Do the Right Thing is one of my all-time favorites and there are many similarities between it and Crash. Both movies address race as a much more complicated issue than black and white, and neither offer easy answers. So perhaps the Academy is making up for a mistake 17 years ago. For the Brokeback supporters out there, you can take some solace in the fact that the Hollywood is moving in the direction of progress, abiet very slowly.

Slow Times

Man, I’ve gotten myself into another posting slump again. I feel like half of all my posts are me apologizing to my non-existent readers about my posting irregularities. I have a lot of ideas to write about, but I can’t seem to get them out. So I’ll play a little catch up.

I survived last week and got home safely for spring break. Now that I am home I am battling with allergies a bit. I have come to the conclusion there is something in the house, specifically the living room area, that is causing me to sneeze a lot. I was out a lot today though, so it wasn’t too bad. I picked up Harry Potter and the Goblet of Fire on DVD today and was annoyed to have to chose between a plain release and a 2-disc edition. I guess they’re trying to charge more for value added features, but its just really annoying for consumers.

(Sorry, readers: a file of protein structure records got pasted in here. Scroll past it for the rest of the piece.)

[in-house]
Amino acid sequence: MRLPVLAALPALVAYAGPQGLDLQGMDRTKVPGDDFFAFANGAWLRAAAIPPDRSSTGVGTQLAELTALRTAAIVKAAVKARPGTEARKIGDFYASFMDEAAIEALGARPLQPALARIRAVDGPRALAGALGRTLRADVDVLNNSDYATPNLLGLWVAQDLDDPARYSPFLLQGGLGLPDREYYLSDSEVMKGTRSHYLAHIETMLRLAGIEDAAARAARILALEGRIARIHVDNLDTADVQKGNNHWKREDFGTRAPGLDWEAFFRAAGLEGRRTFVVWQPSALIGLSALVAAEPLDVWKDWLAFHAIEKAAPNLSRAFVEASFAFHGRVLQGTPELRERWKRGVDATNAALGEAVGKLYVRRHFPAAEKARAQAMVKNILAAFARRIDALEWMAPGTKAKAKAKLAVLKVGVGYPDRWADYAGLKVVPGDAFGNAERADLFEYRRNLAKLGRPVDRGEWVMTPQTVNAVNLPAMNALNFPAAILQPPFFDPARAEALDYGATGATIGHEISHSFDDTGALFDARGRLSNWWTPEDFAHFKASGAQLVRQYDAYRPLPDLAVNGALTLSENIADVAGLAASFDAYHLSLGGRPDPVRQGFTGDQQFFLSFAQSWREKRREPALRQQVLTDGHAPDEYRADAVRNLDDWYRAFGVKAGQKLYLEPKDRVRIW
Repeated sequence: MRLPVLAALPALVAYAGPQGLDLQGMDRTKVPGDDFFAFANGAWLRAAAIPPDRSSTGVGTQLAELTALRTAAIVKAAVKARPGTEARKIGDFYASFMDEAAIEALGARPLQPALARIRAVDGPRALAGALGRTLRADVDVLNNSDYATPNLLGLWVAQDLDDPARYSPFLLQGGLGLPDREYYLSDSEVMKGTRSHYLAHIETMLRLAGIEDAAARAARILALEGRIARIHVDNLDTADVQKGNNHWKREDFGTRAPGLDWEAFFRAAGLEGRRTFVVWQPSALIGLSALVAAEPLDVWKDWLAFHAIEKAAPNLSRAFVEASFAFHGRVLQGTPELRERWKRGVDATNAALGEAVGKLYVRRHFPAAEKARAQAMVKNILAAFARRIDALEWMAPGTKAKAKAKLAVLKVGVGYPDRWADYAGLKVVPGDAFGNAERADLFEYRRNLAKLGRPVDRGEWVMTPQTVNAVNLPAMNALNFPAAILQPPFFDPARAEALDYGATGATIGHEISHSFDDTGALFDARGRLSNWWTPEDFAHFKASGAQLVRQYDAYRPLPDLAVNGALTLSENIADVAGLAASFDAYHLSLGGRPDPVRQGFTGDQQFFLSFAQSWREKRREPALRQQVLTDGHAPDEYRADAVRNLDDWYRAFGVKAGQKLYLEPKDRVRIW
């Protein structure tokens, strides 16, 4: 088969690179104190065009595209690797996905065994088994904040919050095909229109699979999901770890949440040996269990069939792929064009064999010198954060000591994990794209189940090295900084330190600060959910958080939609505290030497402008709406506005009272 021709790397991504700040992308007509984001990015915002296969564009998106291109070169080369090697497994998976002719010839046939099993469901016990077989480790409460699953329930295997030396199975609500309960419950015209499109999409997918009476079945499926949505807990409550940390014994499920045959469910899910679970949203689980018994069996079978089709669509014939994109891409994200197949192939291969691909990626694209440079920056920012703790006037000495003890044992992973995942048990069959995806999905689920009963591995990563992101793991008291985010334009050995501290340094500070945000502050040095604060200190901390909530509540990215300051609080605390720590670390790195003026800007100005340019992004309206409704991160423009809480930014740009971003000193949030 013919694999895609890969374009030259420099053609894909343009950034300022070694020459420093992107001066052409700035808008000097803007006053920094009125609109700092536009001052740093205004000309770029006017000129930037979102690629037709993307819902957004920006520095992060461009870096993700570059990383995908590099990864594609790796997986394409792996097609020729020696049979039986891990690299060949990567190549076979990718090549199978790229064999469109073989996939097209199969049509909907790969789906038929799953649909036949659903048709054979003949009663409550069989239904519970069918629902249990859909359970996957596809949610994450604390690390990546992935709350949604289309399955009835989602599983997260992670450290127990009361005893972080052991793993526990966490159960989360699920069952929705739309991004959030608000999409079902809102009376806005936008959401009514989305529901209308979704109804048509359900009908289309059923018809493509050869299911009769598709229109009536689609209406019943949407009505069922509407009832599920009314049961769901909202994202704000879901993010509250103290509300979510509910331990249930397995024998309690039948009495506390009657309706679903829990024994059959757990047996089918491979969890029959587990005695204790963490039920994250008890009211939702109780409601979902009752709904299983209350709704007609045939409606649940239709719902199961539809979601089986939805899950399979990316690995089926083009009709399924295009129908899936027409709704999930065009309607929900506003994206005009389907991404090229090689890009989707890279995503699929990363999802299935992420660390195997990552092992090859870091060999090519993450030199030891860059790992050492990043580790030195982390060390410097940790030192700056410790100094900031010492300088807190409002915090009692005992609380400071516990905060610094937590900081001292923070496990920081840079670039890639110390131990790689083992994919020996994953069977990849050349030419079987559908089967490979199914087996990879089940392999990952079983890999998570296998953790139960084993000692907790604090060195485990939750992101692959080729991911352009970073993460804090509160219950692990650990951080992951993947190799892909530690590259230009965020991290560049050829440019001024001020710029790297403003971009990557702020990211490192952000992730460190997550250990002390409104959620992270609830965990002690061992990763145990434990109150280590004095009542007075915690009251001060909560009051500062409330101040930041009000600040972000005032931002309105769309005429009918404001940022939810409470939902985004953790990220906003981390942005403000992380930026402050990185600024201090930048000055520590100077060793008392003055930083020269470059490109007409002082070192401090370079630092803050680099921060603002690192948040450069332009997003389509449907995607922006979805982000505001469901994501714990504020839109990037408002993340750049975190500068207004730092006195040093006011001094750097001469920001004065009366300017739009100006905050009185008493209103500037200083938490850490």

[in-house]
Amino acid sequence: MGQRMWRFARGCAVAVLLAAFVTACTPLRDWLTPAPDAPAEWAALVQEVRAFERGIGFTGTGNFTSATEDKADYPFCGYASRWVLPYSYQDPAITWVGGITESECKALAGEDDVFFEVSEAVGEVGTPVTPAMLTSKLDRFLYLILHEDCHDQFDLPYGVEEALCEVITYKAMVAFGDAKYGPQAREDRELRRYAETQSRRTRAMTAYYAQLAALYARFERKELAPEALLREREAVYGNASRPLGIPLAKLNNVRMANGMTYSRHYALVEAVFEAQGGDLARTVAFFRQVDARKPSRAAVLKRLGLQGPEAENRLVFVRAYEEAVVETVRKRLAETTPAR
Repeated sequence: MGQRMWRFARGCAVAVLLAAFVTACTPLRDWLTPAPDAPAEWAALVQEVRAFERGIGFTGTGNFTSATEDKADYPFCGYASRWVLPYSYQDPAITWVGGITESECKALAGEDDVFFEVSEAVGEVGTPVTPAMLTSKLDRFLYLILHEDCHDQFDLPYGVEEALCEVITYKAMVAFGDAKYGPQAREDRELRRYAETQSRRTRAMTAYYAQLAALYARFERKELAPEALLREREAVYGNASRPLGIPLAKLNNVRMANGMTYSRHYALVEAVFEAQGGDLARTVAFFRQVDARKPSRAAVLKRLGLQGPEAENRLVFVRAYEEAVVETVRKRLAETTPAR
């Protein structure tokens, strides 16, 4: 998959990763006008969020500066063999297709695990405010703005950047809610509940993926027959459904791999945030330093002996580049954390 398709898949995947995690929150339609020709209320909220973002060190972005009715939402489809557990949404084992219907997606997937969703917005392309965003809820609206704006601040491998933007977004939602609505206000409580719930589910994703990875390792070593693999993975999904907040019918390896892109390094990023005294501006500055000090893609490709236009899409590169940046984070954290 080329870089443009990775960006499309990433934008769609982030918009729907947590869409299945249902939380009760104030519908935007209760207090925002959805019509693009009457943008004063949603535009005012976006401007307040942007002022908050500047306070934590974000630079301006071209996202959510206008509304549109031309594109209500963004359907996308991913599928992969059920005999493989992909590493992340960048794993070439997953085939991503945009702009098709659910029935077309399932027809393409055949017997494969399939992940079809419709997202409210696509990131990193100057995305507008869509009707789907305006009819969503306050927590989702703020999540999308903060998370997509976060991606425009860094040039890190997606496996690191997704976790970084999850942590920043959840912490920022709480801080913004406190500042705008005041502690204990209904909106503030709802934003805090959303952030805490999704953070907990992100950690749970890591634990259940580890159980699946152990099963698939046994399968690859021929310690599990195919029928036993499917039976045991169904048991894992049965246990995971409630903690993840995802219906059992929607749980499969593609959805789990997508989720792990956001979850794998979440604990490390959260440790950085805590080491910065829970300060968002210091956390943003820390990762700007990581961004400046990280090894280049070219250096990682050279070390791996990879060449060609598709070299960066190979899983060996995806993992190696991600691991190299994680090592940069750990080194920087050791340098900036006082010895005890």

Speaking of movies, I enjoyed the Oscars a lot this year. I didn’t think that Chris Rock was bad last year, but everything else was pretty boring. I thought Jon Stewart did a great job and I was glad to see others having fun as well. I was really happy to see Crash win Best Picture. I don’t have anything against Brokeback Mountain, I just felt like Crash was better movie. Thus I am kind of annoyed by all the whispers about Crash‘s win, saying that Hollywood was too scared of gay cowboys. One thing Hollywood is scared of is DVDs as noted in Academy president Sid Ganis’ speech that encouraged people to see movies in theaters rather than on DVD.

On a much more serious note, I just wanted to mourn the loss of one of my high school classmates Jay Crawford. He died suddenly and unexpectedly in his sleep last week, the exact cause has not been determined yet. I can’t say I knew him well, but I was in a couple of classes with him my freshman year. I was a shy new student then and he was one of the first people to treat me as a friend. He was a good guy and will be missed.

My Super Weekend